Army defends Muhoozi over foreign policy tweets

Friday September 24 2021
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Lt Gen Muhoozi Kainerugaba, the Commander of Land Forces. PHOTO/FILE

By Andrew Bagala

The army has defended the Commander of Land Forces, Lt Gen Muhoozi Kainerugaba, after he made comments on internal matters of foreign countries saying it was within his personal rights.

Gen Muhoozi used his Twitter handle to comment on the coup in Guinea and the Ethiopian government’s handling of the situation in Tigray. 

He tweeted that Uganda would fight anyone who would fight Egypt. The comments come at the time when the dispute is tense between Egypt and Ethiopia over the latter’s construction of a hydroelectric dam on River Nile. 

The spokesperson of the army, Brig Flavia Byekwaso, said Lt Gen Kainerugaba made the comment in his personal capacity, but not as a military commander and, therefore, they don’t reflect the institution’s stance on the stated. 

“I think he was saying so in the spirit of Pan Africanism…. He can also talk about some issues because he has his freedoms,” Brig Byekwaso said.

Since last week, Gen Muhoozi has been making statements on his social media platform about internal matters of other countries. 

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He first tweeted that the Uganda People’s Defence Forces (UPDF) was ready to send troops to Guinea to “discipline” coup leaders, who deposed and arrested President Alpha Conde, who had friendly relations with Uganda. 

Gen Muhoozi later tweeted that anyone, who thinks of fighting Egypt, should know that they will be fighting Uganda as well.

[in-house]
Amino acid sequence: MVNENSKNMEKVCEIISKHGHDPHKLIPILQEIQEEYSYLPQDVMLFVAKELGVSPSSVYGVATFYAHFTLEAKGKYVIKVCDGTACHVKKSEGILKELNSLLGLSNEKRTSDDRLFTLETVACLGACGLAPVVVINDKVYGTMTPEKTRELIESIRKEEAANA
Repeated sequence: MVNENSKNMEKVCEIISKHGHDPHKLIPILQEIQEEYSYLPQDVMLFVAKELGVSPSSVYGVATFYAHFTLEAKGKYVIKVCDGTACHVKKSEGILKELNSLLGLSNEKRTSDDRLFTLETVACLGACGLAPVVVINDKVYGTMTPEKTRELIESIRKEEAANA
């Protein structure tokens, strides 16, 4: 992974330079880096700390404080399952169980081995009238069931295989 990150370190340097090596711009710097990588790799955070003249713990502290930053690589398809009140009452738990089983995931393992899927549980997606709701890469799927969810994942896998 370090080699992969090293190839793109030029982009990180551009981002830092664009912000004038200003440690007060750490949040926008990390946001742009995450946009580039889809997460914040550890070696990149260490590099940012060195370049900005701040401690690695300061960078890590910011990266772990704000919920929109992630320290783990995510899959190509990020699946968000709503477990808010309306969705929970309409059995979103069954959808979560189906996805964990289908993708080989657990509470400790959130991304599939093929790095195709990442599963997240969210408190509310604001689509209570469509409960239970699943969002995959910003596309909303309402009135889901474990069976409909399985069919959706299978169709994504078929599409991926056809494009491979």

Ethiopians, who are currently having strained relationship with Egypt over the construction of a dam on River Nile, which is the major source of water for Sudan and Cairo, picked it up and attacked Gen Muhoozi for fanning hostilities. 

On Monday, Lt Gen Muhoozi tweeted in response: “I don’t know why my brothers in Ethiopia are fighting me? It makes me sad. You are now fighting my tribe in Tigray. Tigrayans are part of us. God is the one who protects us!”
In April, the UPDF signed an agreement with Egypt on sharing intelligence. 

In August, Ethiopian Prime Minister held a closed-door meeting with President Museveni during a one-day visit and the duo, according to State House, discussed bilateral, security and issues of mutual interest.

One serving diplomat and two retired ones, who we talked on condition of anonymity, said given Gen Muhoozi’s position in the government and military, his statements may be seen by the mentioned countries as interference in their domestic affairs. 

One diplomat said this may affect Uganda and Ethiopia’s relationship in Somalia, which both countries are the biggest troop contributor. 

Shadow Minister of Foreign Affairs Muwada Nkunyingi said: “When you are a commander in the army, you must meet basic professional standards. …the statements can compromise our international relations because it is known that military interventions in another country must have been sanctioned by continental bodies or the United Nations,” Mr Nkunyingi said.

“The power to send troops abroad isn’t with the military but the Parliament.”

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Ms Edith Ssempala, the former Uganda ambassador to the US, said diplomacy is a delicate service that an individual soldier shouldn’t engage in unless he or she has got approval from the Ministry of Foreign Affairs.

“What Gen Muhoozi is doing is harmful to our country. It is putting our country in a bad light. He is usurping the roles of the foreign affairs and doing it badly, which complicates our diplomatic relationship,” Ms Ssempala said in an interview.

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